The Media Stewards Project (MSP) is an effort to increase grassroots awareness and support for public interest media in America by
1) Demanding commercially based media do more to serve the public much more as citizens of our democracy, not simply consumers targeted for maximizing profits.
2) Fostering greater citizen and government support for local, regional and national public media operations, media accountability and media education.
3) Raising awareness of the dire lack of media education in the United States and urgent need for critical media literacy be taught in all public schools, colleges and universities.
The MSP believes new media technologies provide citizens with the capacity to fundamentally improve and expand responsible media coverage of important issues citizens need to comprehend better in order to elect government officials willing to address the issues they care about most.
The main problem, simply stated, is striking a new balance between commercially driven and public service media because the former, which have always dominated our media system, are failing to provide the level of quality, accountable journalism necessary for our democracy to function as intended by the framers of the Constitution.
When our leading American political thinkers realized the Articles of Confederation did not strike the right balance between state and federal authority for the country to prosper, they carefully considered and adopted a new constitution of these powers. The same must be done with the present constitution of commercial and public media in America.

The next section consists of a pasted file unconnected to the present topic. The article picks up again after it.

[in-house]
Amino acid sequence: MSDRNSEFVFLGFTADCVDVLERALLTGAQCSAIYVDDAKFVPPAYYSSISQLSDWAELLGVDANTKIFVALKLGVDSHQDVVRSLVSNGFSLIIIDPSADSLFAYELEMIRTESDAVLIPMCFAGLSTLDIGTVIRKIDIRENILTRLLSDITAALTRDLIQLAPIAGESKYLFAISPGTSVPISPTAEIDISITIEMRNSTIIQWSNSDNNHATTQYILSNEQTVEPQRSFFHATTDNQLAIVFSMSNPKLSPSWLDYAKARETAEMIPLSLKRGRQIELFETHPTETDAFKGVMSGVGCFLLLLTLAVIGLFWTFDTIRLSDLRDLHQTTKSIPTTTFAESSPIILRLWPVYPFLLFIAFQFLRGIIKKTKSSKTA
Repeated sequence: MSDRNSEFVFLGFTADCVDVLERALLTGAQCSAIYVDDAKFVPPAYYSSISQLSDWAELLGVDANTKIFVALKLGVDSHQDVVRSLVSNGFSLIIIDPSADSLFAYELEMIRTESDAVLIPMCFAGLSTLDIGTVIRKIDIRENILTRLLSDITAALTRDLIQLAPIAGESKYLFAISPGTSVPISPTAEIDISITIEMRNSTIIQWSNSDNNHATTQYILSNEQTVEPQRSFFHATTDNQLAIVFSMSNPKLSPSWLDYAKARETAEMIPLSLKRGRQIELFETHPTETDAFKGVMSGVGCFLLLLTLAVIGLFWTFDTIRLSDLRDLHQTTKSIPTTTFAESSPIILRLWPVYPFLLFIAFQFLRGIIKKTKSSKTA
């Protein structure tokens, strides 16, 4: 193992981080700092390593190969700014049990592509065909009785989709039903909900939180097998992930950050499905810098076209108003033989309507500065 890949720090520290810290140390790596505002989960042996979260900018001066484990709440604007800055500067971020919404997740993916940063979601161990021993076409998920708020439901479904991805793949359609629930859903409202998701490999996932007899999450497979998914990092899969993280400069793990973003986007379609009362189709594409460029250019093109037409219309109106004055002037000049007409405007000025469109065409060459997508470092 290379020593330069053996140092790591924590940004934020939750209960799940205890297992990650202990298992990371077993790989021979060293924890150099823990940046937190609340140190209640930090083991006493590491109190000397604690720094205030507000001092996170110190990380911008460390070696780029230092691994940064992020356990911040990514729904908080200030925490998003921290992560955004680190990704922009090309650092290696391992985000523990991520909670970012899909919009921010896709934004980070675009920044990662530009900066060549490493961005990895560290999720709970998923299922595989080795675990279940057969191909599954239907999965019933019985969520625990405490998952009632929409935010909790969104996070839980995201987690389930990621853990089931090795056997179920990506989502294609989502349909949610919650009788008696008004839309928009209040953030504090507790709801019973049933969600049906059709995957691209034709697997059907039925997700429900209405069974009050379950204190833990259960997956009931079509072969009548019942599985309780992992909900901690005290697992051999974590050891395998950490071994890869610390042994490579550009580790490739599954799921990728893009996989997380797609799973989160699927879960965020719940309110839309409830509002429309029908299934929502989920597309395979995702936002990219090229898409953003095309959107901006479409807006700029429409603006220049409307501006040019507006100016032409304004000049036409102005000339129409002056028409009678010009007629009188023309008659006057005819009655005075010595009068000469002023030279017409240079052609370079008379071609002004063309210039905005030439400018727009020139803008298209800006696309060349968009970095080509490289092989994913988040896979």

As ever newer sources of public information have proliferated since the 1980s, the quality and quantity of “journalism that matters” has steadily decreased, thoroughly documented in recent major studies by Free Press, the Knight Commission on the Information Needs of Communities in a Democracy, the Columbia Journalism Review, and the Center For Social Media at American University.
A major underlying factor is the progressive collapse of the commercial business model that sustained newspaper journalism in the US for most of the last century, steadily diminishing the foundation of accountability journalism. A 2011 Federal Communications Commission report, Information Needs of Communities, updated the serious extent of this demise but offered few recommendations.
The MSP was inspired by two leading figures in American public service media, James Day and Willard D. (“Wick”) Rowland. Jim Day was the founder of public TV station KQED in San Francisco and President of National Educational Television (NET). After the Public Broadcasting Service (PBS) was formed in 1968, Day became the first president of public TV station WNET in New York. He participated in the creation of Children’s Television Workshop and worked to establish INPUT, annual international conferences for public service television producers to share and debate best practices in their field.